With apologies to Dave the Thune (as well as Mike Baron & Steve Rude)
I planned on writing a three-part series of posts for this retrospective, actually got 2,000 words into it, at which point I realized it felt bloated and pretentious. So, I did what I do with my stories, I took a hard look at what was written and decided to cut the chaff and get right to the damn point. Here we go
I: the raw numbers
Three years ago I began keeping track of my daily writing (1000 words a day was the goal). It helped to have a quick, visual reminder of whether I was slacking or keeping pace. I totaled 235,910 words that year (including first drafts, first revisions, and written critiques of other writers’ work). Last year: 316,675 total words. I planned to build on this, and the first four months of the year were great, as I averaged 30,000 words a month with only five days of no writing progress.
Then, I hit the wall.
But I continued writing, reaching 238,370 total words for the year. Not what I aspired to, but still on pace with my first year of tracking. Most of my “lost” writing days are clusters of one or two days, with a handful of three-day stretches, and only one four-day fallow period. More importantly, or equally as important, I did send off more submissions this year—61 versus 53 in 2014. Last year I had 53. This year I sent off 61 submissions, and despite hitting that wall in May, still sent off submissions every month of the year. With a handful of new stories to throw into the “submission rotation” in 2016, I should be able to build on this going forward.
II: the stories
This year I had one story published, “Ouroboros,” a science fiction tale part Neil Gaiman’s “Babycakes” and part Lois Lowry’s The Giver. Available in the anthology, Broken Worlds, from A Murder of Storytellers, you can purchase it here or get the chapbook, which also includes a short comic story written by me, at the Warrior27 store.
I was also recognized for one of my stories this year. My short crime story, “Silence,” which was published in last year’s issue of Needle Magazine was recognized as one of the 50 best North American crime stories for 2014 in The Best American Mystery Stories 2015. That was huge for me, and has given me more confidence in my writing. Maybe I am doing something right.
III: what I’ve learned
It’s been amazing to realize how much I did not know when I began writing seriously five years ago. But elaborating on the lessons is a bit of a challenge, since each is so distinct to the story at hand, at that time. But I am conscious of thinking about story differently than I used to. My initial stories were like maps, moving from point A to point B to point C until I reached the end. Now, I find myself not only thinking more about how to incorporate theme and metaphor into my narratives, but I am also unafraid of moving scenes around to evoke some feeling or reaction in the reader. These are things I never considered just a few years back, or even last year. Certainly, some of these insights have come from reading interviews with writers I appreciate, but, for the most part, they have come from sitting down and doing the writing. It may be cliché to invoke the traditional author’s advice of “the only way to become a writer is to write,” but it is one hundred percent true.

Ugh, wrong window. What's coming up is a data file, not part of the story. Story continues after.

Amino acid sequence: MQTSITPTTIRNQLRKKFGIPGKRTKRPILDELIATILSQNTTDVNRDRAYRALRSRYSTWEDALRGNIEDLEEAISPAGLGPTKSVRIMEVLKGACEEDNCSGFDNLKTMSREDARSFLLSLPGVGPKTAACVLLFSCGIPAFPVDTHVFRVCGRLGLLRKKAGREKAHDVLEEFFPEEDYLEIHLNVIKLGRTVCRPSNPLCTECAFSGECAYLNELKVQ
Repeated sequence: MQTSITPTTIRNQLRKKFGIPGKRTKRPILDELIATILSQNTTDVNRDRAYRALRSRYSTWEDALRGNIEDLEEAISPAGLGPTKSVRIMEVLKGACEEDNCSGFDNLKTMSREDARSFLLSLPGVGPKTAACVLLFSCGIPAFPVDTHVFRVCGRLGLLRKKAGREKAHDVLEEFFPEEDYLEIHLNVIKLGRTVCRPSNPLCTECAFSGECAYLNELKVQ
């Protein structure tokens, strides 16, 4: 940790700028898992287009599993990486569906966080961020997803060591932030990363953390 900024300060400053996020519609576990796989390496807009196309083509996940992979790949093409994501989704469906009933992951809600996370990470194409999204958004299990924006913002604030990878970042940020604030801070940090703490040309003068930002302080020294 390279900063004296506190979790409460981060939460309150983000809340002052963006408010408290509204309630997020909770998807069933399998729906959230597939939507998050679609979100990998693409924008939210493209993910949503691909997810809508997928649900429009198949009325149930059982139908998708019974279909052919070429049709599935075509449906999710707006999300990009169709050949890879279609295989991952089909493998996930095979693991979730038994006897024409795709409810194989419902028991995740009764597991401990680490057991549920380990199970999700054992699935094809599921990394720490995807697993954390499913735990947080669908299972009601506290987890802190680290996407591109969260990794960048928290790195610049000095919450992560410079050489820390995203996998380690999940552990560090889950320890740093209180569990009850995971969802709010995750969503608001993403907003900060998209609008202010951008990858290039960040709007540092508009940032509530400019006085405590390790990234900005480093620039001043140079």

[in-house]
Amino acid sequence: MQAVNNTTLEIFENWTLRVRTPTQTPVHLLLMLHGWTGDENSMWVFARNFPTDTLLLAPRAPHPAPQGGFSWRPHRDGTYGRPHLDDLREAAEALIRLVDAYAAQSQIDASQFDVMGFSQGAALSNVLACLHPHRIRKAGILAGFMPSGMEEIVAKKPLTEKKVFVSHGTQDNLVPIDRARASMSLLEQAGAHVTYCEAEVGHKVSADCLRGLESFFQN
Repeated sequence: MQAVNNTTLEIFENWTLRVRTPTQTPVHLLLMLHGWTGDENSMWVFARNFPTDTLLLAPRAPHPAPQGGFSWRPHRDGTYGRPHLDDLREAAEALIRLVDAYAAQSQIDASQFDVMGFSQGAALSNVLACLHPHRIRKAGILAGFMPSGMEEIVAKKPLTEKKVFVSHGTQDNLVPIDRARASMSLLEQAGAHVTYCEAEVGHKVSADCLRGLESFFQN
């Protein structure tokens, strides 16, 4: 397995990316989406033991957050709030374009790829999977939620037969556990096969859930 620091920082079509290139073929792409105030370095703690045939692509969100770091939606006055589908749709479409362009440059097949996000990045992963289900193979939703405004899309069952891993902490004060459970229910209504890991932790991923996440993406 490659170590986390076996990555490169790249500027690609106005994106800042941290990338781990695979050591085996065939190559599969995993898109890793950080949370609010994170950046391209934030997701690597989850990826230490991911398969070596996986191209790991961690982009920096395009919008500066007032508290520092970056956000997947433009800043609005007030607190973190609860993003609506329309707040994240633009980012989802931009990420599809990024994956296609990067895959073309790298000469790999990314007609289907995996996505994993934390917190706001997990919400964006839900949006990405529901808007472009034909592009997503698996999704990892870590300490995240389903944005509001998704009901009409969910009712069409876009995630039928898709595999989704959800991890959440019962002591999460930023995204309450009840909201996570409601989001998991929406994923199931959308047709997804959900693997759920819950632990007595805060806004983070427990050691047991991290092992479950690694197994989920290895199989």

IV: looking ahead
The latter part of this year has been used to revise a lot of first drafts I’ve had sitting on my hard drive. Come January, I plan on giving them all a strong polish and throwing them into the submission rotation, in order to try and capitalize on my “Best Mystery Stories” honorable mention. I’ve also found myself working on my third novel (the first doesn’t work and needs to be adapted to a more visual medium, while the second will be revised later in 2016 for submission to publishers soon after), an idea that sprang from my subconscious and demanded to be written. I’m not sure where it’s going, but I’m enjoying the process thus far.
I will also continue to track my writing in 2016, but I’m eschewing the word-total for merely noting whether I wrote or not. I know I can hit my daily goal, but I’m dubious if that is the best way for me to proceed, at this point. This is born of two things. First, I found that many of my scenes would come in at 1,000 words, or multiples thereof, when I used that as a daily word goal. Second, Joe Hill shared that he does not work toward a daily word goal, but instead works to complete a scene each day—if that scene is forty words long, then he is done after those forty words are typed, but if it is 5,000 words long, he is not done until those 5K are down. Considering I still work full-time and have a family I enjoy spending time with, this seems the best way to go for me. We’ll see how it works out.
2015 has been a good year. Writing continues apace, to the point where it is not just a habit but something I truly look forward to. If I keep at this, maybe I’ll make something of it. If not, I’ve also reached the point where I am fine with that too. I have to write, there’s no way around that. So, I’ll keep at it and see where it takes me.
Here’s to 2016!